by Liz Leamy
(31 March 2016) Worlds are well underway here in Boston and they are everything anyone might well imagine it to be.
The athletes, coaches, officials and media members are here in tow from all over the world and the TD Garden is bursting with energy and activity in every way imaginable.
There are people speaking all sorts of languages ranging from Japanese, Russian, German, French and Korean who are all around the arena and its vicinity, making this Worlds a most fascinating experience in all respects, especially considering that it is being held in the quintessential American historic epicenter of Boston, Massachusetts.
The cornucopia/mix of people representing so many different nationalities around the globe in tandem with the combination of so many skating fans and community members from all over the country, particularly the Eastern seaboard, have made for a dynamic that is electric, really.
The afternoon today, for example, started with the ladies short program and the contenders did anything but disappoint.
These ladies represented of course, all of the five continents, representing countries such as Lithuania, Kazakhstan, Chinese Taipei and Armenia, among other countries and were all amazing.
They had excellent jumps that were defined by terrific height, tight air position and substantial length. The program themes were engaging and centered around such storylines as the ‘Anastasia’ film score, classic ballets and more contemporary pieces such as Dionne Warwick’s song, ‘I’ll Say a Little Prayer for You’ and Michael Buble’s ‘I’m Feeling Good.’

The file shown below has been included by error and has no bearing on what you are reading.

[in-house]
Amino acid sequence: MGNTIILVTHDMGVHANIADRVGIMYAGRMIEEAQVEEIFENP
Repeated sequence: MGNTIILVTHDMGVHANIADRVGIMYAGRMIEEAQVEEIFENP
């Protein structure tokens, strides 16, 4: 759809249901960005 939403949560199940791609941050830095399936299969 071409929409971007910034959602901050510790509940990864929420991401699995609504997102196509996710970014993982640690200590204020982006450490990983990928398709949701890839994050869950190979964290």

The dresses were drop-dead gorgeous and made of bright jewel tones such as ruby red, sapphire blue, emerald green with stunning jewel accents.
In the end, it was the skater who delivered all the critical stuff of a champion, meaning all of the substance and the packaging, who wound up on top and today, that person happened to be America’s own Gracie Gold.
Gold, skating to ‘El Choclo,’ an arresting Spanish-oriented piece by Angel Villoldo, knocked out a triple lutz/triple toe, triple flip and double Axel with her inherent fire and power, bringing the audience to its feet at its conclusion.
Gold led the field followed by Anna Pogorilaya of Russia and Evgenia Medvedeva of Russia, who were second and third, respectively.
Ashley Wagner of the U.S. was fourth and Mirai Nagasu, the talented American entry who stepped in for Polina Edmunds (and had suffered from a recent ankle injury) was 10th. Both Wagner and Nagasu skated clean, fabulous programs and as they did for Gold, this spirited crowd lit up and applauded like there was no tomorrow when they finished their programs.
Cut to the press conference where a cool and confident Gold handled media questions with ease and assurance, as did her podium cohorts.
“It was a really magical moment,” said Gold about her program. “I’m just so, so happy, excited and proud and I love being back at the TD Garden. I felt really supported and loved [out there].”
Gold, in front of a packed press audience, basically emanated so much of what seems to be happening here-an appreciation for being part of the magic of this lively, bustling New England city.
That, combined with the whole idea of being among so many enthusiastic and talented people committed to the whole wonderful sport of figure skating, is making this Worlds to be quite extraordinary, to say the least.
With that, let the free dance begin.
This ought to be another one to help ring in this
main international event, that’s for sure.